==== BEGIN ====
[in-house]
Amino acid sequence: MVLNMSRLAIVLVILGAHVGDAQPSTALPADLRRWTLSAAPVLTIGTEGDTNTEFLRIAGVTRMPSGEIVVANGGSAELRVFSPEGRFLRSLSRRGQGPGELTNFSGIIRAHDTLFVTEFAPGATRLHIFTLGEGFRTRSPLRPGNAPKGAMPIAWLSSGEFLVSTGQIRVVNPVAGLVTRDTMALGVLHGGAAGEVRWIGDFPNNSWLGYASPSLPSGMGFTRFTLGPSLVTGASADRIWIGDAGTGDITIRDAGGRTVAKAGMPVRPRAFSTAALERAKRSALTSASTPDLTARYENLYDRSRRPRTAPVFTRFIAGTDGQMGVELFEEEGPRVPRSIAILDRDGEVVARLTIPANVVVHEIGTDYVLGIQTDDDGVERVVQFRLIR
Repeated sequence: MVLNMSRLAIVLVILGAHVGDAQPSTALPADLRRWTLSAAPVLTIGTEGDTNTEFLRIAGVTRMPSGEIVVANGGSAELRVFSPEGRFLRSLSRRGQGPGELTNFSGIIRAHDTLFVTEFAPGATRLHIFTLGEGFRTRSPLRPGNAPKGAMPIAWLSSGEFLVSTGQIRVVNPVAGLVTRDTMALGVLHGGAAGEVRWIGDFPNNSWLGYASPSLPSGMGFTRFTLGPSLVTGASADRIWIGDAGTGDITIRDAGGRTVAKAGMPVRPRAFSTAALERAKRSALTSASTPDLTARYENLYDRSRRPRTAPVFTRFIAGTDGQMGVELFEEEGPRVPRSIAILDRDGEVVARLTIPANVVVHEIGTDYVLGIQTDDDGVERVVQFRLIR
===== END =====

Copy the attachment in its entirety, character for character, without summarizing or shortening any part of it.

[in-house]
Amino acid sequence: MVLNMSRLAIVLVILGAHVGDAQPSTALPADLRRWTLSAAPVLTIGTEGDTNTEFLRIAGVTRMPSGEIVVANGGSAELRVFSPEGRFLRSLSRRGQGPGELTNFSGIIRAHDTLFVTEFAPGATRLHIFTLGEGFRTRSPLRPGNAPKGAMPIAWLSSGEFLVSTGQIRVVNPVAGLVTRDTMALGVLHGGAAGEVRWIGDFPNNSWLGYASPSLPSGMGFTRFTLGPSLVTGASADRIWIGDAGTGDITIRDAGGRTVAKAGMPVRPRAFSTAALERAKRSALTSASTPDLTARYENLYDRSRRPRTAPVFTRFIAGTDGQMGVELFEEEGPRVPRSIAILDRDGEVVARLTIPANVVVHEIGTDYVLGIQTDDDGVERVVQFRLIR
Repeated sequence: MVLNMSRLAIVLVILGAHVGDAQPSTALPADLRRWTLSAAPVLTIGTEGDTNTEFLRIAGVTRMPSGEIVVANGGSAELRVFSPEGRFLRSLSRRGQGPGELTNFSGIIRAHDTLFVTEFAPGATRLHIFTLGEGFRTRSPLRPGNAPKGAMPIAWLSSGEFLVSTGQIRVVNPVAGLVTRDTMALGVLHGGAAGEVRWIGDFPNNSWLGYASPSLPSGMGFTRFTLGPSLVTGASADRIWIGDAGTGDITIRDAGGRTVAKAGMPVRPRAFSTAALERAKRSALTSASTPDLTARYENLYDRSRRPRTAPVFTRFIAGTDGQMGVELFEEEGPRVPRSIAILDRDGEVVARLTIPANVVVHEIGTDYVLGIQTDDDGVERVVQFRLIR